the candler blog

Letterboxd, The Dissolve and Decentralizing the Queue

Movies, Technology

Scott Tobias, Editor at The Dissolve, yesterday:

Today, we’re excited to announce that Letterboxd has developed a widget for The Dissolve that will make it that much easier to share your ratings and opinions with fellow readers. Below the information box on every review page, you’ll find a Letterboxd widget for each film that will allow you to add your rating, look at a graph of all ratings site-wide, and see which of your friends have seen it, as well as options to add it to your Watchlist or write a review.

Letterboxd co-founder and site “Director” Matthew Buchanan filled in some blanks as well:

This is the first of what will become multiple types of embedded content from Letterboxd. It’s not available beyond The Dissolve just yet, but if you have a popular site or blog that you’d like to include this sort of content on, please get in touch.

Normally, this wouldn’t be newsworthy to me, but it’s notable because Letterboxd has long been teasing a public API. Clearly they’re getting close to it.

If you don’t know, Letterboxd is a social network for filmgoers.1 You can rate and review films, follow people with interesting tastes and make (or follow) lists of films around, say, a certain subject, actor or cinematic movement. Here’s my now outdated list of Criterion Collection titles, for example.

Letterboxd took me awhile to get into, but earlier this year I got on board. It’s nice to look at, offers a decent mobile experience2 and treats movies the way I think about them. The site allows you to mark a film as seen, rate3 and review it or “like” it. You can also log when you saw a film, if you’ve seen it before and add tags to that particular viewing. The one data point I’d love to see added is theater location a la Foursquare.

What I really like about this integration with The Dissolve is that it points the way for Letterboxd as a decentralized repository of cinematic taste. While the site doesn’t actually play movies, it makes it one-click east to get to Netflix, Amazon and iTunes to view films while browsing. It allows me to rate films according to my own tastes without the consequence of training something like a tailored Netflix queue.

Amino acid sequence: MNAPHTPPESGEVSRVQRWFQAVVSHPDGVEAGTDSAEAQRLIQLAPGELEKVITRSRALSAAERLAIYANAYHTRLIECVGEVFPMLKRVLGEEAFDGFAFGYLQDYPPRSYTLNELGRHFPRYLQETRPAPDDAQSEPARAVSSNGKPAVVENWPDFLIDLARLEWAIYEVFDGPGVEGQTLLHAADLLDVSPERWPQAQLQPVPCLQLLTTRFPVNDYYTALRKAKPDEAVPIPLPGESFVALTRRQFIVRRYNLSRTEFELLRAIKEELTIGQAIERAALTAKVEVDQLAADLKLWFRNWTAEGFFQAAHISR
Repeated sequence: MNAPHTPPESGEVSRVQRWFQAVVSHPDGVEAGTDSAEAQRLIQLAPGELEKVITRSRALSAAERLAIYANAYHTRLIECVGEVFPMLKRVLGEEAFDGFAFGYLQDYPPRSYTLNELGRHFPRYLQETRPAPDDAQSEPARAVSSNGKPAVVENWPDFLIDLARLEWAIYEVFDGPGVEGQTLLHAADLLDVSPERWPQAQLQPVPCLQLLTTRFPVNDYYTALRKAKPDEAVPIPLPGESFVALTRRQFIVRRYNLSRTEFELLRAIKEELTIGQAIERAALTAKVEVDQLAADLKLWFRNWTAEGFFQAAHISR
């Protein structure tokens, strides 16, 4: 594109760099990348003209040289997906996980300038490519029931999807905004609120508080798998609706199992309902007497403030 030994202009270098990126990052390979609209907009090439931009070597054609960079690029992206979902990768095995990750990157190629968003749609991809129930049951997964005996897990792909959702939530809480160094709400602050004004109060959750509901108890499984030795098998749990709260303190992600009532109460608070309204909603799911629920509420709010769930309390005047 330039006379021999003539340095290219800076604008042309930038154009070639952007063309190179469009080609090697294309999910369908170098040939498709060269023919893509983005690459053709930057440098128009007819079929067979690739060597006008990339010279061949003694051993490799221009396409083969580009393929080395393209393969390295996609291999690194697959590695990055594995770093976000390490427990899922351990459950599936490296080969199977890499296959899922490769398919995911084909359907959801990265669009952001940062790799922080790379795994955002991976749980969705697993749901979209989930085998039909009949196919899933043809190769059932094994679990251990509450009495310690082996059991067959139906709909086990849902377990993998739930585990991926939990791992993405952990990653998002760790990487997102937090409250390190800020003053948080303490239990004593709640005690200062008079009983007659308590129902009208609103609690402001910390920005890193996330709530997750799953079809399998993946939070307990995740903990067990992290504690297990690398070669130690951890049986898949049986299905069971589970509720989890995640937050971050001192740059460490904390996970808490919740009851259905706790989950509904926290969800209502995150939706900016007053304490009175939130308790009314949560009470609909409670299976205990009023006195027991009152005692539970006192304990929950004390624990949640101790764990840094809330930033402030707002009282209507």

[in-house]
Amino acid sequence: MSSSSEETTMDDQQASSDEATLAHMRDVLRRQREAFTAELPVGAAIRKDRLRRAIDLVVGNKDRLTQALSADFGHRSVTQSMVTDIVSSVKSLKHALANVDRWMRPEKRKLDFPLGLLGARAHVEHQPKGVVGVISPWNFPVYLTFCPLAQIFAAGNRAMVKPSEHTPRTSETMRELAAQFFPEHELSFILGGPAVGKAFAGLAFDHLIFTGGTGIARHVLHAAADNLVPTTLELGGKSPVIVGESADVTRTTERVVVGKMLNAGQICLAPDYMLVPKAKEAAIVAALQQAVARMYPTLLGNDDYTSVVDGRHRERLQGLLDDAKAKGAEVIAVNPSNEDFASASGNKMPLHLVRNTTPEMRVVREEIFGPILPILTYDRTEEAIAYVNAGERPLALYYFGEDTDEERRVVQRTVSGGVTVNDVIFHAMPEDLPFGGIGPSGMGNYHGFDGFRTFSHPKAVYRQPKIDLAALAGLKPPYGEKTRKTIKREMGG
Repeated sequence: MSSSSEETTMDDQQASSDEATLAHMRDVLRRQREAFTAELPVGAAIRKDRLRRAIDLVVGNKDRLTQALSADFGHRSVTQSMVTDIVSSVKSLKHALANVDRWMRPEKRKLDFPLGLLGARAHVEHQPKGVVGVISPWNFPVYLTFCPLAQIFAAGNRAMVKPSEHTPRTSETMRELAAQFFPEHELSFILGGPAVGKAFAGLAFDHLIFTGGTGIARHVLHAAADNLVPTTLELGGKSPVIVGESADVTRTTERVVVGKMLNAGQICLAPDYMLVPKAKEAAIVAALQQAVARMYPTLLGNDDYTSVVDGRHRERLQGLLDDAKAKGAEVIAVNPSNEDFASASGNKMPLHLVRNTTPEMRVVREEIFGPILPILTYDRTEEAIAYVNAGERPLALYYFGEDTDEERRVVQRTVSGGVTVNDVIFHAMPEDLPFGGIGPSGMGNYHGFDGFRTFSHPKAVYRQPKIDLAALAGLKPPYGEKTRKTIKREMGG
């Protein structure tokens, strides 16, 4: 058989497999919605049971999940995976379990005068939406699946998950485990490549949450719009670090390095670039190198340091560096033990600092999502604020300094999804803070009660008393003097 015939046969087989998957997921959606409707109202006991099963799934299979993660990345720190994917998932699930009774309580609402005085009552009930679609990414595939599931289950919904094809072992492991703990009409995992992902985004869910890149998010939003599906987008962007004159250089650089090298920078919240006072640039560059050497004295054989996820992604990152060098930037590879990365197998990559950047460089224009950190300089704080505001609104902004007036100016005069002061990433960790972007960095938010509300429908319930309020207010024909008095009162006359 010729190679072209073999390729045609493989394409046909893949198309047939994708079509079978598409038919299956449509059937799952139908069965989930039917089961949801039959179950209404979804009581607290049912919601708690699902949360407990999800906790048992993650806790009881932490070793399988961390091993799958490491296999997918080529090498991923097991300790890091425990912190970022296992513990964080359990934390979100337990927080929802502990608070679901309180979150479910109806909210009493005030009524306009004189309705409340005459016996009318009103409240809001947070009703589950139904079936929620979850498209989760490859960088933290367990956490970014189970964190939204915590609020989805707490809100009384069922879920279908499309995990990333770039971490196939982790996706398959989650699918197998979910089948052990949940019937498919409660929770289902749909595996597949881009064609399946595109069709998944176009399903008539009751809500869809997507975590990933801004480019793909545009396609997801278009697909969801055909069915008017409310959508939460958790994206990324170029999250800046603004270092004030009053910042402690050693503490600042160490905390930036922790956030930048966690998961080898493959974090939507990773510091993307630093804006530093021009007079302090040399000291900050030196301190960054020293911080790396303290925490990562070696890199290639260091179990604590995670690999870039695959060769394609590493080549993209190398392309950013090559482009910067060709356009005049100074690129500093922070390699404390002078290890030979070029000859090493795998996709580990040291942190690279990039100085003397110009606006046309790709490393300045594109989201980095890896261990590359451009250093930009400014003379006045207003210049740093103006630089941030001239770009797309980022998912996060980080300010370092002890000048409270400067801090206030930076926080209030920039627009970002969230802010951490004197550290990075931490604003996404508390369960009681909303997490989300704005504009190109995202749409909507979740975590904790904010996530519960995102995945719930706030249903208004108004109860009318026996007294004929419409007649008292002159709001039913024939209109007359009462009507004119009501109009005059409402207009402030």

By allowing movie sites to integrate directly with the service, users can fill up their Letterboxd “watchlist,” which is exactly what it sounds like, while reading a review of a film anywhere on the Web. That’s a very cool trick, one that promotes both the viewing of movies and the reading about them. What I like best about that is that it undercuts the quantification of film quality that sites like Rotten Tomatoes foster.

So sure, today it’s just a widget on one site. But Letterboxd has been slow to add new features and was even in private beta for far longer than I realized. They are making patient, deliberate choices. I have a feeling they may be on to something big.

You can follow me on Letterboxd here. Happy watching.

  1. Also if you don’t know: The Dissolve is a new film outlet that launched last month by Pitchfork Media.

  2. The site offers a mobile Web site that works but could be much better. Part of the reason I’m clamoring for an API is so apps like Limelight (which may well prefer to be its own Letterboxd but what do I care?) can talk to it.

  3. On a 10 point scale out of 5 stars, allowing for the elusive half star.

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